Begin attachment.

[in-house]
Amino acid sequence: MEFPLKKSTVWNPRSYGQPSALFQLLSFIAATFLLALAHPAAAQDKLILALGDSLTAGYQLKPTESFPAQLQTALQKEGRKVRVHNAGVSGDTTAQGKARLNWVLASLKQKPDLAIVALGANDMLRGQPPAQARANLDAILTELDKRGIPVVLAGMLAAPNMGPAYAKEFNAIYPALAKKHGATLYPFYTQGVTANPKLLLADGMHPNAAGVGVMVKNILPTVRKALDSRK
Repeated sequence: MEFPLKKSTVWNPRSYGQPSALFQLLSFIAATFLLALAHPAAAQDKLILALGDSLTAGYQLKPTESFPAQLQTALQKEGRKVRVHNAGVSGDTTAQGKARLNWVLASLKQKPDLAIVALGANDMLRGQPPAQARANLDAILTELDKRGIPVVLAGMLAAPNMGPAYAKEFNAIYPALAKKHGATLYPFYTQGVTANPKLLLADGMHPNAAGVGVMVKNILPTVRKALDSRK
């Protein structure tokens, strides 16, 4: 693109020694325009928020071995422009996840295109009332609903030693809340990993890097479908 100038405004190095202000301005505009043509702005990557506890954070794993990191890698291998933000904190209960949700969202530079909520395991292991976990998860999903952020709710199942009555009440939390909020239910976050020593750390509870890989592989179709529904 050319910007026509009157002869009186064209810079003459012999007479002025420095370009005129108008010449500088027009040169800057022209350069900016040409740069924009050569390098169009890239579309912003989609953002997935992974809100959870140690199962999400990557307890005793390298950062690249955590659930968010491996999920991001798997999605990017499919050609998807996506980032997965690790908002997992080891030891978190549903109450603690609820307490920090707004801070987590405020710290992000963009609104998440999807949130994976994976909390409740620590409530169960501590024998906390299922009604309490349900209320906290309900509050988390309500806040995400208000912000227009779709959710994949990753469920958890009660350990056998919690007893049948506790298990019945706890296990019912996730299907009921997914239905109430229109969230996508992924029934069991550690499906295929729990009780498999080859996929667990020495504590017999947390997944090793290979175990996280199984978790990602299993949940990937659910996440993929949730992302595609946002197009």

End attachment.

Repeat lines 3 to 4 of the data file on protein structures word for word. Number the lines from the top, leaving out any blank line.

Repeated sequence: MEFPLKKSTVWNPRSYGQPSALFQLLSFIAATFLLALAHPAAAQDKLILALGDSLTAGYQLKPTESFPAQLQTALQKEGRKVRVHNAGVSGDTTAQGKARLNWVLASLKQKPDLAIVALGANDMLRGQPPAQARANLDAILTELDKRGIPVVLAGMLAAPNMGPAYAKEFNAIYPALAKKHGATLYPFYTQGVTANPKLLLADGMHPNAAGVGVMVKNILPTVRKALDSRK
């Protein structure tokens, strides 16, 4: 693109020694325009928020071995422009996840295109009332609903030693809340990993890097479908 100038405004190095202000301005505009043509702005990557506890954070794993990191890698291998933000904190209960949700969202530079909520395991292991976990998860999903952020709710199942009555009440939390909020239910976050020593750390509870890989592989179709529904 050319910007026509009157002869009186064209810079003459012999007479002025420095370009005129108008010449500088027009040169800057022209350069900016040409740069924009050569390098169009890239579309912003989609953002997935992974809100959870140690199962999400990557307890005793390298950062690249955590659930968010491996999920991001798997999605990017499919050609998807996506980032997965690790908002997992080891030891978190549903109450603690609820307490920090707004801070987590405020710290992000963009609104998440999807949130994976994976909390409740620590409530169960501590024998906390299922009604309490349900209320906290309900509050988390309500806040995400208000912000227009779709959710994949990753469920958890009660350990056998919690007893049948506790298990019945706890296990019912996730299907009921997914239905109430229109969230996508992924029934069991550690499906295929729990009780498999080859996929667990020495504590017999947390997944090793290979175990996280199984978790990602299993949940990937659910996440993929949730992302595609946002197009």